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The European Physical Journal B

, Volume 63, Issue 2, pp 227–234 | Cite as

Dynamic renormalization-group analysis of the d+1 dimensional Kuramoto-Sivashinsky equation with both conservative and nonconservative noises

Statistical and Nonlinear Physics

Abstract.

The long-wavelength properties of the (d + 1)-dimensional Kuramoto-Sivashinsky (KS) equation with both conservative and nonconservative noises are investigated by use of the dynamic renormalization-group (DRG) theory. The dynamic exponent z and roughness exponent α are calculated for substrate dimensions d = 1 and d = 2, respectively. In the case of d = 1, we arrive at the critical exponents z = 1.5 and α = 0.5 , which are consistent with the results obtained by Ueno et al. in the discussion of the same noisy KS equation in 1+1 dimensions [Phys. Rev. E 71, 046138 (2005)] and are believed to be identical with the dynamic scaling of the Kardar-Parisi-Zhang (KPZ) in 1+1 dimensions. In the case of d = 2, we find a fixed point with the dynamic exponents z = 2.866 and α = -0.866 , which show that, as in the 1 + 1 dimensions situation, the existence of the conservative noise in 2 + 1 or higher dimensional KS equation can also lead to new fixed points with different dynamic scaling exponents. In addition, since a higher order approximation is adopted, our calculations in this paper have improved the results obtained previously by Cuerno and Lauritsen [Phys. Rev. E 52, 4853 (1995)] in the DRG analysis of the noisy KS equation, where the conservative noise is not taken into account.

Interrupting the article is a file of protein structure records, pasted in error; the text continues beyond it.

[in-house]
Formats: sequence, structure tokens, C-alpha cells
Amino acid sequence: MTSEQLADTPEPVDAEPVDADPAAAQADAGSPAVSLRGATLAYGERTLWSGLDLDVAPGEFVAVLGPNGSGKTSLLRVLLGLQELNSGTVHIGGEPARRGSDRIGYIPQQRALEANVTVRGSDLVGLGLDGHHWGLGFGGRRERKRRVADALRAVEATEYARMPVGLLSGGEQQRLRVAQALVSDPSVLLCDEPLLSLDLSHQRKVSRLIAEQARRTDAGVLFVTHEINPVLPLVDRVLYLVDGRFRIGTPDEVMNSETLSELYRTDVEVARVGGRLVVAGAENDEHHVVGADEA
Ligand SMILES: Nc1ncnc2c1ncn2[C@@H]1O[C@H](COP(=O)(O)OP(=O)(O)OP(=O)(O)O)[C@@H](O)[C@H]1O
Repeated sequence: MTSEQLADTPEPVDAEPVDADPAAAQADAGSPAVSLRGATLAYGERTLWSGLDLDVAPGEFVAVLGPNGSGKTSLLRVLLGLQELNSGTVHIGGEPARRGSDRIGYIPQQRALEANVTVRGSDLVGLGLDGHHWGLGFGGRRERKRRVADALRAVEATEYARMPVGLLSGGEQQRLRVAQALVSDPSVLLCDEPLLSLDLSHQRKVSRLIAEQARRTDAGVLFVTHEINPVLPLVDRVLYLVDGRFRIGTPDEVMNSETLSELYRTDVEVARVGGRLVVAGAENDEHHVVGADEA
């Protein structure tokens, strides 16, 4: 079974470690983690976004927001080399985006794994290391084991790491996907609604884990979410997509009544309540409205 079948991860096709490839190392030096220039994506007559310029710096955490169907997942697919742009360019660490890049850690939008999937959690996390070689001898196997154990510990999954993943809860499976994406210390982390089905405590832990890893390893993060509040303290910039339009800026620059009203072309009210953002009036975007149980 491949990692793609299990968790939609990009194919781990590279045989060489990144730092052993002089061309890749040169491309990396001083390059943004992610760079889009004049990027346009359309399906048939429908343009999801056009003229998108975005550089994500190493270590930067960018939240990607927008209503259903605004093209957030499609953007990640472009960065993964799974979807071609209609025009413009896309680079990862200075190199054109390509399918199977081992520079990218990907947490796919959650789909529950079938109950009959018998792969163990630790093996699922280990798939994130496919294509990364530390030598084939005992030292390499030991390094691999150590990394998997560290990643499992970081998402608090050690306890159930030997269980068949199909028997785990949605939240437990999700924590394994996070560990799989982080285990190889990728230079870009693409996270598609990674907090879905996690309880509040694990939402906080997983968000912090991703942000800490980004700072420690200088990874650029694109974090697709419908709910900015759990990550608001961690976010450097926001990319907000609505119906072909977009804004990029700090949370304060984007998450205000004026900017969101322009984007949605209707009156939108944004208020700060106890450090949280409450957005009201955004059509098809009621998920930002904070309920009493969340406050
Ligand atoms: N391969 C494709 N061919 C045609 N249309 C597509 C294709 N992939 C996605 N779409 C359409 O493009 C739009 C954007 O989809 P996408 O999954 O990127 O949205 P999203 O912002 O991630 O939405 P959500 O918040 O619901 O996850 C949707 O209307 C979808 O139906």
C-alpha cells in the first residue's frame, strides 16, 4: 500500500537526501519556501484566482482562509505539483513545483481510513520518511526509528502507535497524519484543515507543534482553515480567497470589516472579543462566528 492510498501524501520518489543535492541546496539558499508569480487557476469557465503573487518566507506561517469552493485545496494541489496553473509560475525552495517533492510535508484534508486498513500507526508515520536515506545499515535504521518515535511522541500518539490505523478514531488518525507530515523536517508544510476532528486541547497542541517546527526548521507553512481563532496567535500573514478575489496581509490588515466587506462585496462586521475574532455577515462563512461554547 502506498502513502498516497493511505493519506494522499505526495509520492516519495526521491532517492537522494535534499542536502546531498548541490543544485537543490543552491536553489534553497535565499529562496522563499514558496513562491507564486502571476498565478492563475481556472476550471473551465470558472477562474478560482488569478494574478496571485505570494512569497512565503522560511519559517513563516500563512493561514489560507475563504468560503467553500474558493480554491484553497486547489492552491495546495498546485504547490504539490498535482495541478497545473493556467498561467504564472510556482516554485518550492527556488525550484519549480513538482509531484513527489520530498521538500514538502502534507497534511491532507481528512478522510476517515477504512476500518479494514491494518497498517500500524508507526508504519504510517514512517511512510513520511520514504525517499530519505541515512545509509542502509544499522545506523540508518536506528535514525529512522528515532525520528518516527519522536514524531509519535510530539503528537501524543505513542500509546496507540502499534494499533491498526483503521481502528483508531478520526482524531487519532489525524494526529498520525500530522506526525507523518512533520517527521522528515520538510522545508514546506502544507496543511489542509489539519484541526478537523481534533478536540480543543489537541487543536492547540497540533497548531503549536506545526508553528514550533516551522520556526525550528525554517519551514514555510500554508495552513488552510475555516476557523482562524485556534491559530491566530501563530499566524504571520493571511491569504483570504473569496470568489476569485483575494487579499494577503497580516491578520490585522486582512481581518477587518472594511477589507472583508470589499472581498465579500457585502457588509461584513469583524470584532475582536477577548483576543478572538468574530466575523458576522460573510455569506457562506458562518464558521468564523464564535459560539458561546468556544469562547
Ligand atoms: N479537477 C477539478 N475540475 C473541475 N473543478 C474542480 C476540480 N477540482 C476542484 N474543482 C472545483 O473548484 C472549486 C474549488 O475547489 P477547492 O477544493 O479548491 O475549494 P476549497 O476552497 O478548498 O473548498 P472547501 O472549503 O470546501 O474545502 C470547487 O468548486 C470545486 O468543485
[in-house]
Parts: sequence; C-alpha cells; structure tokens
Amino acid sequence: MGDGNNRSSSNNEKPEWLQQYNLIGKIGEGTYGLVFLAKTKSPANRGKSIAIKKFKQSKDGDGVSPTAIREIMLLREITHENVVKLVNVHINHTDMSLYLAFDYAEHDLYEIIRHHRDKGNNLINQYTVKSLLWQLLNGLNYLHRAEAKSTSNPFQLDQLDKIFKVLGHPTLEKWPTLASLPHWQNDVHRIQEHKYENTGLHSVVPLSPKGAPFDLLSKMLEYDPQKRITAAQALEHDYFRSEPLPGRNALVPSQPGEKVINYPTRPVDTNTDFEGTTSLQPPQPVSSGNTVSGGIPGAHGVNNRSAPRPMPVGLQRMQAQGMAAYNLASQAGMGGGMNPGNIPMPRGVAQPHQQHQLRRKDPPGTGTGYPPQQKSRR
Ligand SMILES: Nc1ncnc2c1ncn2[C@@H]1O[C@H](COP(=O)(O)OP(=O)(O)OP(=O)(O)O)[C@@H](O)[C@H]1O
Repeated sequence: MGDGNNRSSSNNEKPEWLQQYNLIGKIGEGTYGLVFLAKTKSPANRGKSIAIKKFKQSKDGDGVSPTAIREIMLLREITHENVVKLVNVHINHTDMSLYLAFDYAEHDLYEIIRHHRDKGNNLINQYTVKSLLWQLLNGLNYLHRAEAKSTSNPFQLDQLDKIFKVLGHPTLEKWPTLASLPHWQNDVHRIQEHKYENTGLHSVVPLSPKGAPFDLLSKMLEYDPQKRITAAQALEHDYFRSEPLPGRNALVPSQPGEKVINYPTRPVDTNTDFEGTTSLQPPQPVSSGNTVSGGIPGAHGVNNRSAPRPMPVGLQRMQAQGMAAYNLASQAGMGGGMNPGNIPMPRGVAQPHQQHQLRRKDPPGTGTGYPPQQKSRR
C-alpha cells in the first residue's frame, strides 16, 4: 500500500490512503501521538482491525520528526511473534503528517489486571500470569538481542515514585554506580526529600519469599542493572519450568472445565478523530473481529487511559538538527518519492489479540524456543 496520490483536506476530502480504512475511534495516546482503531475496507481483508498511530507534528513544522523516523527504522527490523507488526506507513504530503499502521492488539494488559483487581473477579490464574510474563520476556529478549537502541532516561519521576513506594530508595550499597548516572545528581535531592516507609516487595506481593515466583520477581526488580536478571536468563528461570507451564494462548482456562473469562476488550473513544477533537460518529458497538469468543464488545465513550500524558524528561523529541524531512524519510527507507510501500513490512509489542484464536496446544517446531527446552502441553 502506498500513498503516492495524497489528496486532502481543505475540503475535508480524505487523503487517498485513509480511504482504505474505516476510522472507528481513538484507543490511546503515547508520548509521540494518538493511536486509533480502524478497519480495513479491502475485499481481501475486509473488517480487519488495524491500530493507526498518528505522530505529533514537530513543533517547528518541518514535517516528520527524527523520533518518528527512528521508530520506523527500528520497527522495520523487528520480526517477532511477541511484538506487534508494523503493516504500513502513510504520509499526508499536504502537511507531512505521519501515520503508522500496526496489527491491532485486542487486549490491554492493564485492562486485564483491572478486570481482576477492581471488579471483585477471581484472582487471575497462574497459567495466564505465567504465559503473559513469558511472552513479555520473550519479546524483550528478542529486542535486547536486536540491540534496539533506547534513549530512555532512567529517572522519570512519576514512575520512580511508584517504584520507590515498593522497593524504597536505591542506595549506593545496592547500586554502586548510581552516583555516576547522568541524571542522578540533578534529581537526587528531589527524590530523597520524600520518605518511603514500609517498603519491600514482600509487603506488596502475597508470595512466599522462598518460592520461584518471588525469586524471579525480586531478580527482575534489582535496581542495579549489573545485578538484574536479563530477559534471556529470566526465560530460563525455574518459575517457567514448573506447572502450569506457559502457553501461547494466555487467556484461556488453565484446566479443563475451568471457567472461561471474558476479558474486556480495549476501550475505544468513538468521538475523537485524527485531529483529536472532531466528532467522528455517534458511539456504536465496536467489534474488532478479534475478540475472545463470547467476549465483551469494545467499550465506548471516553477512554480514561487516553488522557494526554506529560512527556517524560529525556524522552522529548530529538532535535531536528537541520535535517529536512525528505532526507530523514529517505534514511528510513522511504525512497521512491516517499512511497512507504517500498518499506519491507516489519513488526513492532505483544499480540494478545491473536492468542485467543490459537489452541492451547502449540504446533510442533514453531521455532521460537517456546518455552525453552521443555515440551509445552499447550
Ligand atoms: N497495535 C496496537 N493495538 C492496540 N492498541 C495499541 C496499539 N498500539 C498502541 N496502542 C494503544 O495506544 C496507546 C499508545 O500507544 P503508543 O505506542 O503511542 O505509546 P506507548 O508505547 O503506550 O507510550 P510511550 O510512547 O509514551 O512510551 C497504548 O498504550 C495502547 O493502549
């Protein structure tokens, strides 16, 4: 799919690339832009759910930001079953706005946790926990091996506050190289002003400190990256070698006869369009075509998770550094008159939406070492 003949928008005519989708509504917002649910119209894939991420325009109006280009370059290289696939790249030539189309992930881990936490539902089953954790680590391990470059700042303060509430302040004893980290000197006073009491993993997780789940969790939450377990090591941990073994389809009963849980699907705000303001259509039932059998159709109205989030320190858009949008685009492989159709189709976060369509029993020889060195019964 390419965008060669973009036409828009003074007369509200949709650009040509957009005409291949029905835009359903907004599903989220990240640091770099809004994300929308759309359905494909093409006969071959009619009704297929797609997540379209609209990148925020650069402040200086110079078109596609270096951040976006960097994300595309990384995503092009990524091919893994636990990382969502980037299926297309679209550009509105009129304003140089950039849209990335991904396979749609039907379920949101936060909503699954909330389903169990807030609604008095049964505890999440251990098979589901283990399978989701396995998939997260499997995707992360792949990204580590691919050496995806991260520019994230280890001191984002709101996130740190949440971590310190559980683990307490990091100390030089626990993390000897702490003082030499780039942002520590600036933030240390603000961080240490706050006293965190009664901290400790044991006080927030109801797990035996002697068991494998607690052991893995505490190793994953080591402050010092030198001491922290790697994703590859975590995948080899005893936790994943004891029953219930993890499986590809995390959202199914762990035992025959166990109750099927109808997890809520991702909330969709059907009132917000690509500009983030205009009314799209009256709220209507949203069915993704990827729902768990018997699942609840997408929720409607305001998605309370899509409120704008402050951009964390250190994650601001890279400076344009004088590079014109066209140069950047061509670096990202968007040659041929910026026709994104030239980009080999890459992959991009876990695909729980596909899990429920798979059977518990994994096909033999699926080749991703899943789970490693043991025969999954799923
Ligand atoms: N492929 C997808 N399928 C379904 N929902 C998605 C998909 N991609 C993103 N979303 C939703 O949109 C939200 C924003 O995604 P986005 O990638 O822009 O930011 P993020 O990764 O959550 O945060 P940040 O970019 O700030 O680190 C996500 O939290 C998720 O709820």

PACS.

05.70.Ln Nonequilibrium and irreversible thermodynamics 05.40.-a Fluctuation phenomena, random processes, noise, and Brownian motion 68.35.Fx Diffusion; interface formation 

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Copyright information

© EDP Sciences/Società Italiana di Fisica/Springer-Verlag 2008

Authors and Affiliations

  • L. Zhang
    • 1
  • G. Tang
    • 1
    • 2
  • Z. Xun
    • 1
  • K. Han
    • 1
  • H. Chen
    • 1
  • B. Hu
    • 2
    • 3
  1. 1.Department of PhysicsChina University of Mining and TechnologyXuzhouP.R. China
  2. 2.Department of Physics, Centre for Nonlinear Studies, and The Beijing-Hong Kong-Singapore Joint Centre for Nonlinear and Complex Systems. (Hong Kong)Hong Kong Baptist UniversityHong KongP.R. China
  3. 3.Department of PhysicsUniversity of HoustonHoustonUSA

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